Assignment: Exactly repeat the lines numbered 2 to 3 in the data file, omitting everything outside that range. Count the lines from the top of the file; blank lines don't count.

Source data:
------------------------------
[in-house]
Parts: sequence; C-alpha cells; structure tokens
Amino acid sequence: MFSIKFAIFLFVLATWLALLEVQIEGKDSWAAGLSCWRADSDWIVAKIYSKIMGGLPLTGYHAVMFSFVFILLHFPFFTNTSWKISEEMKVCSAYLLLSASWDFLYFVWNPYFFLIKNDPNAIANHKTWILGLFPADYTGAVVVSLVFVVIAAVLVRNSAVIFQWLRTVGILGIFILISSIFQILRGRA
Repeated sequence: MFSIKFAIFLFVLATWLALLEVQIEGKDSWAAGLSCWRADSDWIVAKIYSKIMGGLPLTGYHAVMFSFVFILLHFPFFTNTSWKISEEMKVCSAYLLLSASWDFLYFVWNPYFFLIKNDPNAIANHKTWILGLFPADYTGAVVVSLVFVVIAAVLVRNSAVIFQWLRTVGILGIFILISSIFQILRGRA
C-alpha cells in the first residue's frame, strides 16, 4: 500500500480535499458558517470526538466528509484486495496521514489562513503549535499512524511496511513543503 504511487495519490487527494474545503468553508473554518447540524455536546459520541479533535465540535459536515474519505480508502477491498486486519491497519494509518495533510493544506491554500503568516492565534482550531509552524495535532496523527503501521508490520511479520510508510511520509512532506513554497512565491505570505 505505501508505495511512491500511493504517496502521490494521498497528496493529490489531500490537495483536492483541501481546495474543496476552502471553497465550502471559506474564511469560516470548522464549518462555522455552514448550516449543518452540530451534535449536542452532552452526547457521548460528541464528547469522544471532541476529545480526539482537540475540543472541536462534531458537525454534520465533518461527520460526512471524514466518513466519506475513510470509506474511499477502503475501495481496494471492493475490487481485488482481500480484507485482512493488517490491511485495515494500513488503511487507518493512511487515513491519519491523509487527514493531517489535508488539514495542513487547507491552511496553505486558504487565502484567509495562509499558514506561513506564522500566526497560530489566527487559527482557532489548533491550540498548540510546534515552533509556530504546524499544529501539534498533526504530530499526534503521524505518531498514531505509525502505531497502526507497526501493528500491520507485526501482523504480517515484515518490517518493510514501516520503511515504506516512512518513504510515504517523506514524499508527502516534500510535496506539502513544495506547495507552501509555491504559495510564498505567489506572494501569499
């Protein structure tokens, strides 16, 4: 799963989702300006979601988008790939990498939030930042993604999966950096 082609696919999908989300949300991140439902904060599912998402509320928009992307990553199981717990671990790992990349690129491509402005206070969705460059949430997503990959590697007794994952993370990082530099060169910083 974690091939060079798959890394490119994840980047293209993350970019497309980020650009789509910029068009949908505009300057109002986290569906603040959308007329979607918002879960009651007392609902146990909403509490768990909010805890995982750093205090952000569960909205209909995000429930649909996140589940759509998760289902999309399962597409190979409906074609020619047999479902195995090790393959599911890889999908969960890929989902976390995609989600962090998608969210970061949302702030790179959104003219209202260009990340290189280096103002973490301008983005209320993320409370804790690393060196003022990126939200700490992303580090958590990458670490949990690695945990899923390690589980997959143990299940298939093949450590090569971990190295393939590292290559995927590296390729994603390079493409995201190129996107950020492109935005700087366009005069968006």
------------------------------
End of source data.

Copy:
Parts: sequence; C-alpha cells; structure tokens
Amino acid sequence: MFSIKFAIFLFVLATWLALLEVQIEGKDSWAAGLSCWRADSDWIVAKIYSKIMGGLPLTGYHAVMFSFVFILLHFPFFTNTSWKISEEMKVCSAYLLLSASWDFLYFVWNPYFFLIKNDPNAIANHKTWILGLFPADYTGAVVVSLVFVVIAAVLVRNSAVIFQWLRTVGILGIFILISSIFQILRGRA